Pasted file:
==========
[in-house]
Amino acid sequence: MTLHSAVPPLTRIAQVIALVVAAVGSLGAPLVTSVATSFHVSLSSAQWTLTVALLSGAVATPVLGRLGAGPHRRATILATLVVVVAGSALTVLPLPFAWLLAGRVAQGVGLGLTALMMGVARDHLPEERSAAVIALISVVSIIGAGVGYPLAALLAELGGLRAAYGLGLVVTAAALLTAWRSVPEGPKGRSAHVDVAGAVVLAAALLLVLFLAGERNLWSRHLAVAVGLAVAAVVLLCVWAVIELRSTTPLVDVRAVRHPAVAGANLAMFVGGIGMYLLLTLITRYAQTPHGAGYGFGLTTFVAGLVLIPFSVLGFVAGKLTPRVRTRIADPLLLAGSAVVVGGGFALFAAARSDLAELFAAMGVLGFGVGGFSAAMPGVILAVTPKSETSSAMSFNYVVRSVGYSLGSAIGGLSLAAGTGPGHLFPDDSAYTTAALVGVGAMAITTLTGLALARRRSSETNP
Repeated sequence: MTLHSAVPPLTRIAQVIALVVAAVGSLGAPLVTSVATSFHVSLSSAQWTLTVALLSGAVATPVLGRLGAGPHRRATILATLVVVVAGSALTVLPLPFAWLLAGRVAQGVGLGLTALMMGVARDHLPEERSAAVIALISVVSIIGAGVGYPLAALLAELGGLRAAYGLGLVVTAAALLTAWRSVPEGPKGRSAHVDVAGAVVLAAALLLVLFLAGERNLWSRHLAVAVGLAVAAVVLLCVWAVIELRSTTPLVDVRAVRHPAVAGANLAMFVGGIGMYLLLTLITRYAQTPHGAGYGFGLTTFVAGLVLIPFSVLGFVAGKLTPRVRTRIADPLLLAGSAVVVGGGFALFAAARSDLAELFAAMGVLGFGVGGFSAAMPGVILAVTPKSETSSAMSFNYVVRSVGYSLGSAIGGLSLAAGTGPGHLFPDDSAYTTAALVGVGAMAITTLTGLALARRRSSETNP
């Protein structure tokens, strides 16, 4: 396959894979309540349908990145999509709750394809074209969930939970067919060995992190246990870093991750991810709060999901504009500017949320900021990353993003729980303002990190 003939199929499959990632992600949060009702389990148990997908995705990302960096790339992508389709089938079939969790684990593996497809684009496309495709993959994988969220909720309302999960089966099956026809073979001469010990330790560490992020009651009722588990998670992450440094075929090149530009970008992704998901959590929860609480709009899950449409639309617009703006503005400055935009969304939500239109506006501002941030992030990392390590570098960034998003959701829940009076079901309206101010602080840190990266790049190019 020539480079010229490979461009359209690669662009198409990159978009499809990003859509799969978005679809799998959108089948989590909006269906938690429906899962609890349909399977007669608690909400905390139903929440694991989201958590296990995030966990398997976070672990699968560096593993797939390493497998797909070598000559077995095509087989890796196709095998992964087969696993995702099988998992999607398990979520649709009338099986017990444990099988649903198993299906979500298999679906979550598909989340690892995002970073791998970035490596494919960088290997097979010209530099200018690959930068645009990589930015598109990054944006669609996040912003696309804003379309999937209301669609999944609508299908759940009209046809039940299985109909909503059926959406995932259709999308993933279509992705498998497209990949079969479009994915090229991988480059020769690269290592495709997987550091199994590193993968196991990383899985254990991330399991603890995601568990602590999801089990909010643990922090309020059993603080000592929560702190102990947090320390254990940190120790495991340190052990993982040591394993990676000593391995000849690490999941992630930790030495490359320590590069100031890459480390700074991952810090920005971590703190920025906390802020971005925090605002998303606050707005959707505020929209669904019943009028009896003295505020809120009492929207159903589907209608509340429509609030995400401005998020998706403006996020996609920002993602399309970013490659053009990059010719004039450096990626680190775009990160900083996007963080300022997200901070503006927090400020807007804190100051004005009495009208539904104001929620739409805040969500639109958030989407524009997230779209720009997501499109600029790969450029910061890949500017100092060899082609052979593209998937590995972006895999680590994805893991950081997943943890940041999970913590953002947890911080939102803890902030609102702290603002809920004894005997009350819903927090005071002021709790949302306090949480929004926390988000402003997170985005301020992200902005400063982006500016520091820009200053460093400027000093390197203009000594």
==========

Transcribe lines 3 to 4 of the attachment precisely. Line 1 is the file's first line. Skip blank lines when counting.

Repeated sequence: MTLHSAVPPLTRIAQVIALVVAAVGSLGAPLVTSVATSFHVSLSSAQWTLTVALLSGAVATPVLGRLGAGPHRRATILATLVVVVAGSALTVLPLPFAWLLAGRVAQGVGLGLTALMMGVARDHLPEERSAAVIALISVVSIIGAGVGYPLAALLAELGGLRAAYGLGLVVTAAALLTAWRSVPEGPKGRSAHVDVAGAVVLAAALLLVLFLAGERNLWSRHLAVAVGLAVAAVVLLCVWAVIELRSTTPLVDVRAVRHPAVAGANLAMFVGGIGMYLLLTLITRYAQTPHGAGYGFGLTTFVAGLVLIPFSVLGFVAGKLTPRVRTRIADPLLLAGSAVVVGGGFALFAAARSDLAELFAAMGVLGFGVGGFSAAMPGVILAVTPKSETSSAMSFNYVVRSVGYSLGSAIGGLSLAAGTGPGHLFPDDSAYTTAALVGVGAMAITTLTGLALARRRSSETNP
């Protein structure tokens, strides 16, 4: 396959894979309540349908990145999509709750394809074209969930939970067919060995992190246990870093991750991810709060999901504009500017949320900021990353993003729980303002990190 003939199929499959990632992600949060009702389990148990997908995705990302960096790339992508389709089938079939969790684990593996497809684009496309495709993959994988969220909720309302999960089966099956026809073979001469010990330790560490992020009651009722588990998670992450440094075929090149530009970008992704998901959590929860609480709009899950449409639309617009703006503005400055935009969304939500239109506006501002941030992030990392390590570098960034998003959701829940009076079901309206101010602080840190990266790049190019 020539480079010229490979461009359209690669662009198409990159978009499809990003859509799969978005679809799998959108089948989590909006269906938690429906899962609890349909399977007669608690909400905390139903929440694991989201958590296990995030966990398997976070672990699968560096593993797939390493497998797909070598000559077995095509087989890796196709095998992964087969696993995702099988998992999607398990979520649709009338099986017990444990099988649903198993299906979500298999679906979550598909989340690892995002970073791998970035490596494919960088290997097979010209530099200018690959930068645009990589930015598109990054944006669609996040912003696309804003379309999937209301669609999944609508299908759940009209046809039940299985109909909503059926959406995932259709999308993933279509992705498998497209990949079969479009994915090229991988480059020769690269290592495709997987550091199994590193993968196991990383899985254990991330399991603890995601568990602590999801089990909010643990922090309020059993603080000592929560702190102990947090320390254990940190120790495991340190052990993982040591394993990676000593391995000849690490999941992630930790030495490359320590590069100031890459480390700074991952810090920005971590703190920025906390802020971005925090605002998303606050707005959707505020929209669904019943009028009896003295505020809120009492929207159903589907209608509340429509609030995400401005998020998706403006996020996609920002993602399309970013490659053009990059010719004039450096990626680190775009990160900083996007963080300022997200901070503006927090400020807007804190100051004005009495009208539904104001929620739409805040969500639109958030989407524009997230779209720009997501499109600029790969450029910061890949500017100092060899082609052979593209998937590995972006895999680590994805893991950081997943943890940041999970913590953002947890911080939102803890902030609102702290603002809920004894005997009350819903927090005071002021709790949302306090949480929004926390988000402003997170985005301020992200902005400063982006500016520091820009200053460093400027000093390197203009000594």